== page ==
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Socio-economic Inequality in Professionally Administered Topical Fluoride among Mexican Schoolchildren



Objective: To identify and characterize socio-economic inequalities in professionally administered topical fluoride treatment to schoolchildren.

Methods: One thousand six hundred and forty-four schoolchildren [6 to 13 years of age, mean 9.06 ± 2.02; years 50.9% boys] were included in a cross-sectional study. Using questionnaires directed to mothers/guardians, we collected sociodemographic, socio-economic and dental variables. The dependent variable was at least one professional application of topical fluoride by a dentist in the previous year. Dentists in Mexico carry out the scope of clinical care traditionally assigned to dental hygienists in the United States of America (USA) and Canada. A multivariate logistic regression model was generated.

Results: The prevalence of fluoride application was 11.5 % (95% CI = 9.9, 13.0). In the multivariate model, the odds of having a topical fluoride application was higher in children who reported brushing teeth more often (OR = 1.62, 95% CI = 1.22, 2.15) and in children from families with better socio-economic position (OR = 1.26, 95% CI = 1.06, 1.50).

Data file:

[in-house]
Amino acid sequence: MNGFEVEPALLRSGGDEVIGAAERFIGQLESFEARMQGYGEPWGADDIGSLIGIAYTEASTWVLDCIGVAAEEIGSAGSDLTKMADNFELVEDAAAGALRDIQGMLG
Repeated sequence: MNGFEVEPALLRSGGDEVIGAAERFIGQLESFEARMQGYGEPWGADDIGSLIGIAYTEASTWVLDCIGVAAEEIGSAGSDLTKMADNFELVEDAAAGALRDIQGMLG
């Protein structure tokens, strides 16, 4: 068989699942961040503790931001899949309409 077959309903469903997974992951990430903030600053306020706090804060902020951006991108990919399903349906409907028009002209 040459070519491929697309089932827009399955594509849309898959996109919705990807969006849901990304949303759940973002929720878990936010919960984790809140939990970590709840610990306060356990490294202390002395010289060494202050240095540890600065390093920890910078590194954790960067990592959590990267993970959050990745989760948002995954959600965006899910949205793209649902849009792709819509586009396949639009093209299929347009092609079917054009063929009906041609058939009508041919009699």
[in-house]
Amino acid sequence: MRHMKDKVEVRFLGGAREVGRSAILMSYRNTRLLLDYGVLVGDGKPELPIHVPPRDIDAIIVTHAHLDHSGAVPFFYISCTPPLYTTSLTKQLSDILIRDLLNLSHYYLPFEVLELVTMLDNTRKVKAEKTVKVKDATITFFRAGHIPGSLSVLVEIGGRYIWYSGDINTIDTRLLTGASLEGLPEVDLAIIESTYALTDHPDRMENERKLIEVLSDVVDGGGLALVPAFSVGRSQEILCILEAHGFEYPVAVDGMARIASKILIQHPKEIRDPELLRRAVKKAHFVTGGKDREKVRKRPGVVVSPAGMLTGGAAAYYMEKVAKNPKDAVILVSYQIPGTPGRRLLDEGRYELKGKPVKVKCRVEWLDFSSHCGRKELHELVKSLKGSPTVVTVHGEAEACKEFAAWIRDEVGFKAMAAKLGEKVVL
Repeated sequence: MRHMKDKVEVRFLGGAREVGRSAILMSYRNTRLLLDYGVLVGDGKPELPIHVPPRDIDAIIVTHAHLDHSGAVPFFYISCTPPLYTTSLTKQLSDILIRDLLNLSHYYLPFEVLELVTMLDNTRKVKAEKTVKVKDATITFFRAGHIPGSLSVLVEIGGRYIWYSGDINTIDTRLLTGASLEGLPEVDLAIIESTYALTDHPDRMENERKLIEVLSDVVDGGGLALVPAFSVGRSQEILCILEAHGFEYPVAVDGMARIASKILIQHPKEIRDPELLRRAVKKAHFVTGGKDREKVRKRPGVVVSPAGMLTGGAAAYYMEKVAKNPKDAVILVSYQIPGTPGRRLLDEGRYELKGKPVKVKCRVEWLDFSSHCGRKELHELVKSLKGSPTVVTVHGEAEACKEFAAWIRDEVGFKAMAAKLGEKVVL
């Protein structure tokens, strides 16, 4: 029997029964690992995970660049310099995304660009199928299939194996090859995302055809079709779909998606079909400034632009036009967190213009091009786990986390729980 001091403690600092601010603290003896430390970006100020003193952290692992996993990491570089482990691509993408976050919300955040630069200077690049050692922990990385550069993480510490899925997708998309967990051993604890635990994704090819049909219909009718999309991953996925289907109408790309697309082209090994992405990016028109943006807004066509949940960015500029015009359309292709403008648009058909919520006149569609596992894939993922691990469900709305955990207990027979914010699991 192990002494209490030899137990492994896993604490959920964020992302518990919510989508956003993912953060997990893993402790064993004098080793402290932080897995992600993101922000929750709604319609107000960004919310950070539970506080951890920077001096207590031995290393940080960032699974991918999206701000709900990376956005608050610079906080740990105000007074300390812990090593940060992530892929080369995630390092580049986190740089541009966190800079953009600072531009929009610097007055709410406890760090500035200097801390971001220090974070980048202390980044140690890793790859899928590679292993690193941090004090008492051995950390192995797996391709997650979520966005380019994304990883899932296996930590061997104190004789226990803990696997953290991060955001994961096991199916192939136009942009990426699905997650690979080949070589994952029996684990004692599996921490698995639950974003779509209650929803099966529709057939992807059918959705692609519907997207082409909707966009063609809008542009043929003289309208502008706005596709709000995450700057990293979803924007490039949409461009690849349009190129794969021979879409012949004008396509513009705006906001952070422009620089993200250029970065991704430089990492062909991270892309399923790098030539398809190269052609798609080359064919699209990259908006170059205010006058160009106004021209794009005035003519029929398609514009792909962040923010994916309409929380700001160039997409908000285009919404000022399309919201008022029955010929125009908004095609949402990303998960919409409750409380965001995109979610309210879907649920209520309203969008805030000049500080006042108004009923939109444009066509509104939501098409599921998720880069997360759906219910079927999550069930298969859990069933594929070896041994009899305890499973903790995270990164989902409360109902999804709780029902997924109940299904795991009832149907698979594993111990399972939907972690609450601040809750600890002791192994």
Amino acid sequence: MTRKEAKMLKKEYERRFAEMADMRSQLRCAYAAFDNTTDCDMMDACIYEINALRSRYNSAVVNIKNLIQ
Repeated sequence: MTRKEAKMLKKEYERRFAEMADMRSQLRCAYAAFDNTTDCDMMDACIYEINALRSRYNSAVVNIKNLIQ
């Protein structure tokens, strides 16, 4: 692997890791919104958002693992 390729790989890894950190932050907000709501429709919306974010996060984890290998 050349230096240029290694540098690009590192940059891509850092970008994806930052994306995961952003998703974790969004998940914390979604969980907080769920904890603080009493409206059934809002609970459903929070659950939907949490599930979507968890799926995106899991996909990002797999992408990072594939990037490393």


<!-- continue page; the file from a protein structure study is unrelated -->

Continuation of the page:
Conclusions: The experience of having fluoride administered by a dentist in the previous year was low overall in this sample of Mexican children. The results of the study suggest certain socio-economic inequalities. Strategies aimed at eliminating such inequalities across the socioeconomic spectrum are necessary if this population group is to follow recommended frequency schedules for topical fluoride applications.

29 Oct, 2015
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e-Published: 30 Oct, 2015
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